The results of this exercise showed that even in the most optimistic case, the emission due to ICE vehicles is much higher than emissions due to the electrical power generation. In particular the abatement of CO2 emissions ranges from the 90% in the scenario a) case, to the 70% with the most optimistic scenario c).
Furthermore, the authors also estimated the average vehicles’ emissions value under which the introduction of electric vehicles would not lead to any emissions abatement. An emission value for CO2 of 40 g CO2/km for ICE vehicles was estimated, which is much lower than that reported in previous studies (e.g. Mackay, 2009). It is worth underlying that these results strengthens the claim that the potential impacts on emission abatement of introducing electric vehicles is larger than further development of engines only apparently ‘‘clean’’.
The authors also indicated that in order to reach a 20% of global CO2 emissions reduction, in 2030 the electric vehicles should represent approximately the 25% of the entire fleet of passenger cars and light duty vehicles. Although it could seem quite difficult to be reached, this target may represent a practical objective for policy makers.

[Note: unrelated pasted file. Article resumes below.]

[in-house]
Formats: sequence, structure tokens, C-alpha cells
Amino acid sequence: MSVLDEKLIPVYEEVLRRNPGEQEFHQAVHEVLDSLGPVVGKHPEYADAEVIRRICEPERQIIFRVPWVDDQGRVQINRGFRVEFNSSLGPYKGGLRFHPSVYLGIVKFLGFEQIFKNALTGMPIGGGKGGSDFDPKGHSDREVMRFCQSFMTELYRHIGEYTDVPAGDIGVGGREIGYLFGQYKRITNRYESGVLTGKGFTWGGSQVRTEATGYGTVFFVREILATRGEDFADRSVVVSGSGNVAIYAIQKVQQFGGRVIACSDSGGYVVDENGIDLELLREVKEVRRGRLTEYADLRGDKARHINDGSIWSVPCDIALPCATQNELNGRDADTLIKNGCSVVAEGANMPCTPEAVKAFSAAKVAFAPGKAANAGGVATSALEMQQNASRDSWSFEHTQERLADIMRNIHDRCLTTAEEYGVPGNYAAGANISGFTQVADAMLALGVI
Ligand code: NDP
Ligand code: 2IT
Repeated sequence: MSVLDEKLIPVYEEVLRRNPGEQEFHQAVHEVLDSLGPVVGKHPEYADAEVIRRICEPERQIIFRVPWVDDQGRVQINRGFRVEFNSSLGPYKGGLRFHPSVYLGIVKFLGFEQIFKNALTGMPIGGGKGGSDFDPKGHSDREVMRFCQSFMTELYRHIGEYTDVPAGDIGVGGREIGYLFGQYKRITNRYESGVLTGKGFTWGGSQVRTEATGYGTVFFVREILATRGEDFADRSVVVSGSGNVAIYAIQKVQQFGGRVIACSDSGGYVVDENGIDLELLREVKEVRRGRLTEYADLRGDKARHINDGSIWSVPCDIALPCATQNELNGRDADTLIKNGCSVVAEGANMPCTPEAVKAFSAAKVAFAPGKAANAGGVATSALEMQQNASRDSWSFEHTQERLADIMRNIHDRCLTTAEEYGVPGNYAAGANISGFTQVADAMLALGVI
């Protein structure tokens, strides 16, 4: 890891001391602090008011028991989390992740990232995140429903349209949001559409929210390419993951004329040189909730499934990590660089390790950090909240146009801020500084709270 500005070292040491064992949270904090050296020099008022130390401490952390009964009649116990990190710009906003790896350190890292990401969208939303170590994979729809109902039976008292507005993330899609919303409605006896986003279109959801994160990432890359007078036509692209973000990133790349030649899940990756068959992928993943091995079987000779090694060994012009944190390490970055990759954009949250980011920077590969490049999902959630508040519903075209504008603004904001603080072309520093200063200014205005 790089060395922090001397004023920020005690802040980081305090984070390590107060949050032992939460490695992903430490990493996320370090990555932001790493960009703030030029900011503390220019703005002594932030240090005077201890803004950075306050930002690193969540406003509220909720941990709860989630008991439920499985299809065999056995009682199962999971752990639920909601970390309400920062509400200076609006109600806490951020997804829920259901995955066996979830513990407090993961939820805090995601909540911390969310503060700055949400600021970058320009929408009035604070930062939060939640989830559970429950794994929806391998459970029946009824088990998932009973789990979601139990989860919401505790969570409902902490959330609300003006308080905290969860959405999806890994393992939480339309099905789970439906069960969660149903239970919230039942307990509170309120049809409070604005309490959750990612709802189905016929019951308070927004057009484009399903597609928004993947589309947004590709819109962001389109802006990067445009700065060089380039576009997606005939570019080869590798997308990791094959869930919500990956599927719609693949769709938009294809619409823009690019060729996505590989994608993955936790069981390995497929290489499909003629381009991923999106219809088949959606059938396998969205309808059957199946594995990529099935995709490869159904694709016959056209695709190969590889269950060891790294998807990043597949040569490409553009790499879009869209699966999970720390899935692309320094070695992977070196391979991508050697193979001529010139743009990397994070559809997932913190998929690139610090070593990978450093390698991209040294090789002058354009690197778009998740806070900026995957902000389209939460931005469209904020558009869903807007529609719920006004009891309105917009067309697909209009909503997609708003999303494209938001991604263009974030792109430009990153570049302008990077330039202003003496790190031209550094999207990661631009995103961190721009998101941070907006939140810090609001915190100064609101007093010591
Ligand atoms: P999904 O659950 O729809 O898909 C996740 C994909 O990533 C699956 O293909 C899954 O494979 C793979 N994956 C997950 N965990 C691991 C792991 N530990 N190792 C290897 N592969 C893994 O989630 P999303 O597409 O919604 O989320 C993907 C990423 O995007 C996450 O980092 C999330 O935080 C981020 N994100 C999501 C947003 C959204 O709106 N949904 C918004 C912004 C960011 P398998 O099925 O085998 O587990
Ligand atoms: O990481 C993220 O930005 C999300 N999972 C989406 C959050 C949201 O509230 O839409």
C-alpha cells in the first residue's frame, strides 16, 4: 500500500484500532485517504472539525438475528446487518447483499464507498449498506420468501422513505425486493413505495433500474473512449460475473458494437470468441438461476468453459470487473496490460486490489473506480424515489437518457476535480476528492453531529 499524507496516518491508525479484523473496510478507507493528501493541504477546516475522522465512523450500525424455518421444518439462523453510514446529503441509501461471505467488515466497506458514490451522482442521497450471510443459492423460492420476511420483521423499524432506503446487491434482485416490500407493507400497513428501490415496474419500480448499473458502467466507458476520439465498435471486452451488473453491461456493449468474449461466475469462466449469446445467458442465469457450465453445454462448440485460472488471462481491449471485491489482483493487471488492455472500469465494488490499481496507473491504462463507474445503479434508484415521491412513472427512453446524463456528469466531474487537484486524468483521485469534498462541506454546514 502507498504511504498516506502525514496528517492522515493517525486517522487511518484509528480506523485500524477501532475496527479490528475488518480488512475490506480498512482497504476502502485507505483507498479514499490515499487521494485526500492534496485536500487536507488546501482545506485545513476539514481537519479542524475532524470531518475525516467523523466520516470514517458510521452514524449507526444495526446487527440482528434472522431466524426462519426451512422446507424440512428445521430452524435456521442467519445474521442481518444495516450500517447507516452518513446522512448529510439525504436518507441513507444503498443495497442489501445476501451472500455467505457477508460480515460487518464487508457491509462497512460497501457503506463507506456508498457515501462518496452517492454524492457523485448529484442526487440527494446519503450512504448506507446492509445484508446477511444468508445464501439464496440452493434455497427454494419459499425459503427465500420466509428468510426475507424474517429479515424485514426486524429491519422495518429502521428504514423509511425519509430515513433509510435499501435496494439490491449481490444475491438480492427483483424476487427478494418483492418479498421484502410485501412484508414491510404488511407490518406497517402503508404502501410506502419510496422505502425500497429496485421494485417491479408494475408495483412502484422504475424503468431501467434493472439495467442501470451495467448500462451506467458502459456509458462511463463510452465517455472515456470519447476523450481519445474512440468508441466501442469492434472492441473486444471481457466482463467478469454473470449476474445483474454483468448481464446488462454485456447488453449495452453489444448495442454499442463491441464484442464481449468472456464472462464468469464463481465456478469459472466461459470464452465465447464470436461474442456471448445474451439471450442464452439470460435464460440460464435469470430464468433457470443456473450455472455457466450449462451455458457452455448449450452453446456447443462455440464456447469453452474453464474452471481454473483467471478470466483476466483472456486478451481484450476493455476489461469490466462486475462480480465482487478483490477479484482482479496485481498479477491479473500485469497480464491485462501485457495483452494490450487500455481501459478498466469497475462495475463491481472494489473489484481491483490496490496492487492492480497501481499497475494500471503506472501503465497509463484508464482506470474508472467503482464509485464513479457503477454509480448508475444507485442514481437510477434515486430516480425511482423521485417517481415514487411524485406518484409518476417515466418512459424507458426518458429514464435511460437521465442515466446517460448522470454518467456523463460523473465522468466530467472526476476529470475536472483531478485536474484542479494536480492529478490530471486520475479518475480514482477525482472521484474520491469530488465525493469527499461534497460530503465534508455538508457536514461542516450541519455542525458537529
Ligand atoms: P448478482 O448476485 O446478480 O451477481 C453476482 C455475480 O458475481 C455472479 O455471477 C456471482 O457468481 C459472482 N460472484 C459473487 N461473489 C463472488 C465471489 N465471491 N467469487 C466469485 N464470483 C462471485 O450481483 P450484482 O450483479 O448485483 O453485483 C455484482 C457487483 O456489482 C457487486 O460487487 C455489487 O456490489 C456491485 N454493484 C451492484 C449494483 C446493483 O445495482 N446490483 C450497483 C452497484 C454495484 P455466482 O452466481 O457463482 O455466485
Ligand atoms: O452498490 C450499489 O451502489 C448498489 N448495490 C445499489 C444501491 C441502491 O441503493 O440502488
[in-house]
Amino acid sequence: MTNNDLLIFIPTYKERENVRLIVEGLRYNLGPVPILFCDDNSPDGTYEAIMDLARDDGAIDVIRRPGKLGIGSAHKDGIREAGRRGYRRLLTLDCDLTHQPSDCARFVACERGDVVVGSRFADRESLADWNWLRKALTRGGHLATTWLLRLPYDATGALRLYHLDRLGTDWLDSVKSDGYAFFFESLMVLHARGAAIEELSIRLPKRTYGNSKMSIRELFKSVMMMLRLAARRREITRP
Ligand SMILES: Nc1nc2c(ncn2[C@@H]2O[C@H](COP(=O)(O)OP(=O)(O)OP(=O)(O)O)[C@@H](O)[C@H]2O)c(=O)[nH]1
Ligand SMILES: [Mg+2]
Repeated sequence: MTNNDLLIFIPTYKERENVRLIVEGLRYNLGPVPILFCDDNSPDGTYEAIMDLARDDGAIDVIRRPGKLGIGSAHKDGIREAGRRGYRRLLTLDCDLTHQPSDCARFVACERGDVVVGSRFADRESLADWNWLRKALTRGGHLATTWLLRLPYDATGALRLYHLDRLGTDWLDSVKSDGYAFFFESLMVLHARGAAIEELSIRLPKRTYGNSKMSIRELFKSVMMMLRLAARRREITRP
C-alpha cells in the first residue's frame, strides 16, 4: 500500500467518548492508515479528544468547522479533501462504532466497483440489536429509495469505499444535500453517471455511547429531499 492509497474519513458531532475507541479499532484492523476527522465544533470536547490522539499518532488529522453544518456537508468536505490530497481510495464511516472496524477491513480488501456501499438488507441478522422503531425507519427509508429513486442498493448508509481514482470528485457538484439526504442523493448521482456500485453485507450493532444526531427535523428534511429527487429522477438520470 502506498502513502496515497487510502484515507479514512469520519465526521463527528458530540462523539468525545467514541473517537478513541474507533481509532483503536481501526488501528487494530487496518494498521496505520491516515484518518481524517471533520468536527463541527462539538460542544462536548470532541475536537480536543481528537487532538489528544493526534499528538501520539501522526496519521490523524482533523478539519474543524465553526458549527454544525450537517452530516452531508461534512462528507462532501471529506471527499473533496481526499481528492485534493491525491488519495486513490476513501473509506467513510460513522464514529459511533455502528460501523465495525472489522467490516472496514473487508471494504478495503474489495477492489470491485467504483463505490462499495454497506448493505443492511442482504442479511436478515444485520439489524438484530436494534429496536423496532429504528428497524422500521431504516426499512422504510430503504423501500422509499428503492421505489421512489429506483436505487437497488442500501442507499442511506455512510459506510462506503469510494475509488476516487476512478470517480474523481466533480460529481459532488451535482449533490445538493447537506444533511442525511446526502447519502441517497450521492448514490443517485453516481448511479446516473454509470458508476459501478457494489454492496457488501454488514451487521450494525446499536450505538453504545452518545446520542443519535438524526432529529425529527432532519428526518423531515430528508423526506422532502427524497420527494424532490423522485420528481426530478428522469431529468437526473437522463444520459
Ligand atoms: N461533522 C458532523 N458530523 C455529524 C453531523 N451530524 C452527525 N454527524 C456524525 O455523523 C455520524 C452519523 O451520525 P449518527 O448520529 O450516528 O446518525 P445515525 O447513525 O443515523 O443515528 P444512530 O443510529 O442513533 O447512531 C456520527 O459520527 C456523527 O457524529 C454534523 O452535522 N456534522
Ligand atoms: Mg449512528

4. Cost of EV as compared with other technologies
Consumers buy a new vehicle because many and diverse reasons, including purchase price (one of the main concerns of the majority of buyers when approaching to purchase a new vehicle), depreciation rate, styling, performance and handling, brand preference and social image. However, car owners tend to underestimate the costs of running a vehicle. Although they are very well aware of fuel costs, road tax and insurance, they do not always account for servicing, repair and cost of depreciation. Therefore, if one is interested in comparing the cost of EV with other competing vehicle technologies the parameter of interest should be the Total Cost of Ownership (TCO). The TCO takes into consideration not only the purchase price but also the running cost of the vehicle (i.e. the cost of maintenance, replacement and repair costs, reliability, insurance premiums, taxes, and fuel/energy cost) in other words it describes the costs associated over the vehicle’s entire lifetime.